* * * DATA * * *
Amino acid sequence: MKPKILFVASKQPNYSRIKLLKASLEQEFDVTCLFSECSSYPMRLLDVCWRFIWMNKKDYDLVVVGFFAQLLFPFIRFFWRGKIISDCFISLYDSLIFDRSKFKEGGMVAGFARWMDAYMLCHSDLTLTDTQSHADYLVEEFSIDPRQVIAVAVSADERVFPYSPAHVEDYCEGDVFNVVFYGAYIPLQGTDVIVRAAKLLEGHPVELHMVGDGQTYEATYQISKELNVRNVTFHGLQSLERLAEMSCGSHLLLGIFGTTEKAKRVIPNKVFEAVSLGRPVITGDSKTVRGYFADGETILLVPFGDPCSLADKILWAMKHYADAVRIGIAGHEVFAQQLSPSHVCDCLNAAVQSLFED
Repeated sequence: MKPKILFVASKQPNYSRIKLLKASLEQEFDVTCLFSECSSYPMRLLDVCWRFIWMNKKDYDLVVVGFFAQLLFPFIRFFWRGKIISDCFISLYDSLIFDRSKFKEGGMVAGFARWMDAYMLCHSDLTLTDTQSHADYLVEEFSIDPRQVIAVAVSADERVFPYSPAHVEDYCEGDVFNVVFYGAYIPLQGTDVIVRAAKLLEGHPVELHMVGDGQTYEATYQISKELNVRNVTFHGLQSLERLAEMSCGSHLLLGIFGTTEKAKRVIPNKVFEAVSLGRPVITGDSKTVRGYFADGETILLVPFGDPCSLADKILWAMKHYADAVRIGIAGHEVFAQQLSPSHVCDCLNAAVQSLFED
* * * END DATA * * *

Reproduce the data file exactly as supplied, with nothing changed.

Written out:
Amino acid sequence: MKPKILFVASKQPNYSRIKLLKASLEQEFDVTCLFSECSSYPMRLLDVCWRFIWMNKKDYDLVVVGFFAQLLFPFIRFFWRGKIISDCFISLYDSLIFDRSKFKEGGMVAGFARWMDAYMLCHSDLTLTDTQSHADYLVEEFSIDPRQVIAVAVSADERVFPYSPAHVEDYCEGDVFNVVFYGAYIPLQGTDVIVRAAKLLEGHPVELHMVGDGQTYEATYQISKELNVRNVTFHGLQSLERLAEMSCGSHLLLGIFGTTEKAKRVIPNKVFEAVSLGRPVITGDSKTVRGYFADGETILLVPFGDPCSLADKILWAMKHYADAVRIGIAGHEVFAQQLSPSHVCDCLNAAVQSLFED
Repeated sequence: MKPKILFVASKQPNYSRIKLLKASLEQEFDVTCLFSECSSYPMRLLDVCWRFIWMNKKDYDLVVVGFFAQLLFPFIRFFWRGKIISDCFISLYDSLIFDRSKFKEGGMVAGFARWMDAYMLCHSDLTLTDTQSHADYLVEEFSIDPRQVIAVAVSADERVFPYSPAHVEDYCEGDVFNVVFYGAYIPLQGTDVIVRAAKLLEGHPVELHMVGDGQTYEATYQISKELNVRNVTFHGLQSLERLAEMSCGSHLLLGIFGTTEKAKRVIPNKVFEAVSLGRPVITGDSKTVRGYFADGETILLVPFGDPCSLADKILWAMKHYADAVRIGIAGHEVFAQQLSPSHVCDCLNAAVQSLFED